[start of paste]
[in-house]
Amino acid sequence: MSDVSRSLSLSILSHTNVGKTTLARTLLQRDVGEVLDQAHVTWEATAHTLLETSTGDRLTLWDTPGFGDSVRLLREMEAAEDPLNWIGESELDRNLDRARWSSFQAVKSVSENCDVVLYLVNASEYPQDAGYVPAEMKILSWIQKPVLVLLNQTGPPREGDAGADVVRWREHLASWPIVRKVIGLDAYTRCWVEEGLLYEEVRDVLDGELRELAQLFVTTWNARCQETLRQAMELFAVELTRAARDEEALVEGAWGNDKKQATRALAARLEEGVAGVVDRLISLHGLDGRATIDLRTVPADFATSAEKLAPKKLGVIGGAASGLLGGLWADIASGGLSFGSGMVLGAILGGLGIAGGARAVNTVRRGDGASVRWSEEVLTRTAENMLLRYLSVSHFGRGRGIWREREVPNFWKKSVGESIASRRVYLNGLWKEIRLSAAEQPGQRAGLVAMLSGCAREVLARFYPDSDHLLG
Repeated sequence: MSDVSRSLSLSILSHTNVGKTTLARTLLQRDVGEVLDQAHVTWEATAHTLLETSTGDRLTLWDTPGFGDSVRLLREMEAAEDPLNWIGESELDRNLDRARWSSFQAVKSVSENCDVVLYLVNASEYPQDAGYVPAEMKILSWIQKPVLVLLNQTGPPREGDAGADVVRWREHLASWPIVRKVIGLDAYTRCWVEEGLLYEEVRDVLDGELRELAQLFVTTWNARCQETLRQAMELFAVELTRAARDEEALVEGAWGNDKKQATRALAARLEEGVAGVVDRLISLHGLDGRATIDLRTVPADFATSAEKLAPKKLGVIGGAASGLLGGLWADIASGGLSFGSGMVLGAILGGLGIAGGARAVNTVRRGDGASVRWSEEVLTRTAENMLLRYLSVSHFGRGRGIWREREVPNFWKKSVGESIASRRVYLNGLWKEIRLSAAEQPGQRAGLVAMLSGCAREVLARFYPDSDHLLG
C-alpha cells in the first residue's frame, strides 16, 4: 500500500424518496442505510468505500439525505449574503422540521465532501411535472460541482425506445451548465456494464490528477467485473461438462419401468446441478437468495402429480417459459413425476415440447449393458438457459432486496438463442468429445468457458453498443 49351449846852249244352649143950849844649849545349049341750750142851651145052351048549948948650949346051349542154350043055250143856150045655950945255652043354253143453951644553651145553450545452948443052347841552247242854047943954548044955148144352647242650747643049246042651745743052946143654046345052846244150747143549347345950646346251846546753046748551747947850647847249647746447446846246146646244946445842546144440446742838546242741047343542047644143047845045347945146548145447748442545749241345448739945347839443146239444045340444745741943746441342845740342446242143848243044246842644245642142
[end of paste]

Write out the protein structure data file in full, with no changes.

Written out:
[in-house]
Amino acid sequence: MSDVSRSLSLSILSHTNVGKTTLARTLLQRDVGEVLDQAHVTWEATAHTLLETSTGDRLTLWDTPGFGDSVRLLREMEAAEDPLNWIGESELDRNLDRARWSSFQAVKSVSENCDVVLYLVNASEYPQDAGYVPAEMKILSWIQKPVLVLLNQTGPPREGDAGADVVRWREHLASWPIVRKVIGLDAYTRCWVEEGLLYEEVRDVLDGELRELAQLFVTTWNARCQETLRQAMELFAVELTRAARDEEALVEGAWGNDKKQATRALAARLEEGVAGVVDRLISLHGLDGRATIDLRTVPADFATSAEKLAPKKLGVIGGAASGLLGGLWADIASGGLSFGSGMVLGAILGGLGIAGGARAVNTVRRGDGASVRWSEEVLTRTAENMLLRYLSVSHFGRGRGIWREREVPNFWKKSVGESIASRRVYLNGLWKEIRLSAAEQPGQRAGLVAMLSGCAREVLARFYPDSDHLLG
Repeated sequence: MSDVSRSLSLSILSHTNVGKTTLARTLLQRDVGEVLDQAHVTWEATAHTLLETSTGDRLTLWDTPGFGDSVRLLREMEAAEDPLNWIGESELDRNLDRARWSSFQAVKSVSENCDVVLYLVNASEYPQDAGYVPAEMKILSWIQKPVLVLLNQTGPPREGDAGADVVRWREHLASWPIVRKVIGLDAYTRCWVEEGLLYEEVRDVLDGELRELAQLFVTTWNARCQETLRQAMELFAVELTRAARDEEALVEGAWGNDKKQATRALAARLEEGVAGVVDRLISLHGLDGRATIDLRTVPADFATSAEKLAPKKLGVIGGAASGLLGGLWADIASGGLSFGSGMVLGAILGGLGIAGGARAVNTVRRGDGASVRWSEEVLTRTAENMLLRYLSVSHFGRGRGIWREREVPNFWKKSVGESIASRRVYLNGLWKEIRLSAAEQPGQRAGLVAMLSGCAREVLARFYPDSDHLLG
C-alpha cells in the first residue's frame, strides 16, 4: 500500500424518496442505510468505500439525505449574503422540521465532501411535472460541482425506445451548465456494464490528477467485473461438462419401468446441478437468495402429480417459459413425476415440447449393458438457459432486496438463442468429445468457458453498443 49351449846852249244352649143950849844649849545349049341750750142851651145052351048549948948650949346051349542154350043055250143856150045655950945255652043354253143453951644553651145553450545452948443052347841552247242854047943954548044955148144352647242650747643049246042651745743052946143654046345052846244150747143549347345950646346251846546753046748551747947850647847249647746447446846246146646244946445842546144440446742838546242741047343542047644143047845045347945146548145447748442545749241345448739945347839443146239444045340444745741943746441342845740342446242143848243044246842644245642142